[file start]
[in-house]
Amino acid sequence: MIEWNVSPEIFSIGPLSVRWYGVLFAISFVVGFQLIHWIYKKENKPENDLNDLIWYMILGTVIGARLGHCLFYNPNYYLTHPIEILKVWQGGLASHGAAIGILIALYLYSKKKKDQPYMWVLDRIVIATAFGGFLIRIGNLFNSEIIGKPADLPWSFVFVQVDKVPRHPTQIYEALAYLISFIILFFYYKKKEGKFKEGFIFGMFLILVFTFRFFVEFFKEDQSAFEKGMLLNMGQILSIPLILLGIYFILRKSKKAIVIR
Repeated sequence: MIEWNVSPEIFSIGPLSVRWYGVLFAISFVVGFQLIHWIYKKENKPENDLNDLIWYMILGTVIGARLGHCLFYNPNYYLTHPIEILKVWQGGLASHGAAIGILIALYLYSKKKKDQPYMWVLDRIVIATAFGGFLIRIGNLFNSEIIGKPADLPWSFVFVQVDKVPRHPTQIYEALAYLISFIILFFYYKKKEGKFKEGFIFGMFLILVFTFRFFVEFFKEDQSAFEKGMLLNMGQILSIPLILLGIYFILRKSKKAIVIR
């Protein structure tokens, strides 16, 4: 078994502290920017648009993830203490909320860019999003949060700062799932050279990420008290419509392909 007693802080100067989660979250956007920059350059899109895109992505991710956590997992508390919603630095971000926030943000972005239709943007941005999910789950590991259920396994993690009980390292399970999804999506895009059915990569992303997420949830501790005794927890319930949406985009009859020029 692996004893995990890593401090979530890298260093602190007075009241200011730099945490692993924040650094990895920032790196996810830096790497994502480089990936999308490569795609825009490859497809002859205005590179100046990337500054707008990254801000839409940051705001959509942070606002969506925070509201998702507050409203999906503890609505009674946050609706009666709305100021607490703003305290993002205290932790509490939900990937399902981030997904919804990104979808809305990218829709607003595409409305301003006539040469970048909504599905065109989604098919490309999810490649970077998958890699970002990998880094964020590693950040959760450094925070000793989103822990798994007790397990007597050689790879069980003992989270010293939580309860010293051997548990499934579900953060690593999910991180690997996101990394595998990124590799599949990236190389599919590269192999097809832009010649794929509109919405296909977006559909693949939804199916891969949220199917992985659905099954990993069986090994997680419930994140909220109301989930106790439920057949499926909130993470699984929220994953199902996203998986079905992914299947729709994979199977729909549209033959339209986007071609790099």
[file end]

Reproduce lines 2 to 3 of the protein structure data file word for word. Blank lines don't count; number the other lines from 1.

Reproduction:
Amino acid sequence: MIEWNVSPEIFSIGPLSVRWYGVLFAISFVVGFQLIHWIYKKENKPENDLNDLIWYMILGTVIGARLGHCLFYNPNYYLTHPIEILKVWQGGLASHGAAIGILIALYLYSKKKKDQPYMWVLDRIVIATAFGGFLIRIGNLFNSEIIGKPADLPWSFVFVQVDKVPRHPTQIYEALAYLISFIILFFYYKKKEGKFKEGFIFGMFLILVFTFRFFVEFFKEDQSAFEKGMLLNMGQILSIPLILLGIYFILRKSKKAIVIR
Repeated sequence: MIEWNVSPEIFSIGPLSVRWYGVLFAISFVVGFQLIHWIYKKENKPENDLNDLIWYMILGTVIGARLGHCLFYNPNYYLTHPIEILKVWQGGLASHGAAIGILIALYLYSKKKKDQPYMWVLDRIVIATAFGGFLIRIGNLFNSEIIGKPADLPWSFVFVQVDKVPRHPTQIYEALAYLISFIILFFYYKKKEGKFKEGFIFGMFLILVFTFRFFVEFFKEDQSAFEKGMLLNMGQILSIPLILLGIYFILRKSKKAIVIR